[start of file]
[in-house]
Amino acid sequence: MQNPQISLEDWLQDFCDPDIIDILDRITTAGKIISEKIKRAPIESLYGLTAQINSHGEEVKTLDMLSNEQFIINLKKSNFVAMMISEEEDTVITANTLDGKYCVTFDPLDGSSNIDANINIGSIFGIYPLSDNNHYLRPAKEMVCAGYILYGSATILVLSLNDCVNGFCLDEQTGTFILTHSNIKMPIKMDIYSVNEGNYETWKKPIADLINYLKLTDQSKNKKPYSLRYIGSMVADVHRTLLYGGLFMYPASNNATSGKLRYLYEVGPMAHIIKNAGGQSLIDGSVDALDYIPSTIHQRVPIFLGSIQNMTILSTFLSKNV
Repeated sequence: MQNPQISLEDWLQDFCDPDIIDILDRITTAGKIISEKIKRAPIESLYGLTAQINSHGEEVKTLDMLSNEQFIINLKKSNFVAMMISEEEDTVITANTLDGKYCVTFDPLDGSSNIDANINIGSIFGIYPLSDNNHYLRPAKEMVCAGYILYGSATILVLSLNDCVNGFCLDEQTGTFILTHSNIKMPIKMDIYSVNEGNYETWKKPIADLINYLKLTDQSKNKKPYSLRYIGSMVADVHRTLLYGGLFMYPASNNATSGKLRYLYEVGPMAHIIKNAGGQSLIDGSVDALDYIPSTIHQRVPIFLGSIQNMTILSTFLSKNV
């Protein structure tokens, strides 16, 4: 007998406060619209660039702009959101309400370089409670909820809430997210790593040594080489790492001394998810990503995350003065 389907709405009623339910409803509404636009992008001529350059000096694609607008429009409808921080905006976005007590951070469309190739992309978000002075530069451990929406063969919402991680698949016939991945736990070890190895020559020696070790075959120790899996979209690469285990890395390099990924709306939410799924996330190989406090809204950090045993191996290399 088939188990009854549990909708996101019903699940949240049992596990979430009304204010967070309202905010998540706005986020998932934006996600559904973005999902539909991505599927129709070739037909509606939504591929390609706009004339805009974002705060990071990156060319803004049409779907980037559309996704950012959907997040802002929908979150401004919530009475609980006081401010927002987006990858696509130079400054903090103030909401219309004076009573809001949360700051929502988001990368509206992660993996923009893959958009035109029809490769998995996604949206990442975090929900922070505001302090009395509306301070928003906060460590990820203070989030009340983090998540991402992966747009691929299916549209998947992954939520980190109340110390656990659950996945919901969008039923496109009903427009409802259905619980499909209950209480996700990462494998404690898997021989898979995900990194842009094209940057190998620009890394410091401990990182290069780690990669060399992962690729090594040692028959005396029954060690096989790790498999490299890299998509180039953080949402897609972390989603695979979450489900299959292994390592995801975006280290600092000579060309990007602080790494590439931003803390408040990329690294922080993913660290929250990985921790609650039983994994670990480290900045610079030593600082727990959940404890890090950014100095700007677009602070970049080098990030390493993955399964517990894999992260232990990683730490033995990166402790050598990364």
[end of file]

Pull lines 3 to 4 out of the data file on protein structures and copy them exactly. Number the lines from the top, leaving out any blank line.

Repeated sequence: MQNPQISLEDWLQDFCDPDIIDILDRITTAGKIISEKIKRAPIESLYGLTAQINSHGEEVKTLDMLSNEQFIINLKKSNFVAMMISEEEDTVITANTLDGKYCVTFDPLDGSSNIDANINIGSIFGIYPLSDNNHYLRPAKEMVCAGYILYGSATILVLSLNDCVNGFCLDEQTGTFILTHSNIKMPIKMDIYSVNEGNYETWKKPIADLINYLKLTDQSKNKKPYSLRYIGSMVADVHRTLLYGGLFMYPASNNATSGKLRYLYEVGPMAHIIKNAGGQSLIDGSVDALDYIPSTIHQRVPIFLGSIQNMTILSTFLSKNV
């Protein structure tokens, strides 16, 4: 007998406060619209660039702009959101309400370089409670909820809430997210790593040594080489790492001394998810990503995350003065 389907709405009623339910409803509404636009992008001529350059000096694609607008429009409808921080905006976005007590951070469309190739992309978000002075530069451990929406063969919402991680698949016939991945736990070890190895020559020696070790075959120790899996979209690469285990890395390099990924709306939410799924996330190989406090809204950090045993191996290399 088939188990009854549990909708996101019903699940949240049992596990979430009304204010967070309202905010998540706005986020998932934006996600559904973005999902539909991505599927129709070739037909509606939504591929390609706009004339805009974002705060990071990156060319803004049409779907980037559309996704950012959907997040802002929908979150401004919530009475609980006081401010927002987006990858696509130079400054903090103030909401219309004076009573809001949360700051929502988001990368509206992660993996923009893959958009035109029809490769998995996604949206990442975090929900922070505001302090009395509306301070928003906060460590990820203070989030009340983090998540991402992966747009691929299916549209998947992954939520980190109340110390656990659950996945919901969008039923496109009903427009409802259905619980499909209950209480996700990462494998404690898997021989898979995900990194842009094209940057190998620009890394410091401990990182290069780690990669060399992962690729090594040692028959005396029954060690096989790790498999490299890299998509180039953080949402897609972390989603695979979450489900299959292994390592995801975006280290600092000579060309990007602080790494590439931003803390408040990329690294922080993913660290929250990985921790609650039983994994670990480290900045610079030593600082727990959940404890890090950014100095700007677009602070970049080098990030390493993955399964517990894999992260232990990683730490033995990166402790050598990364």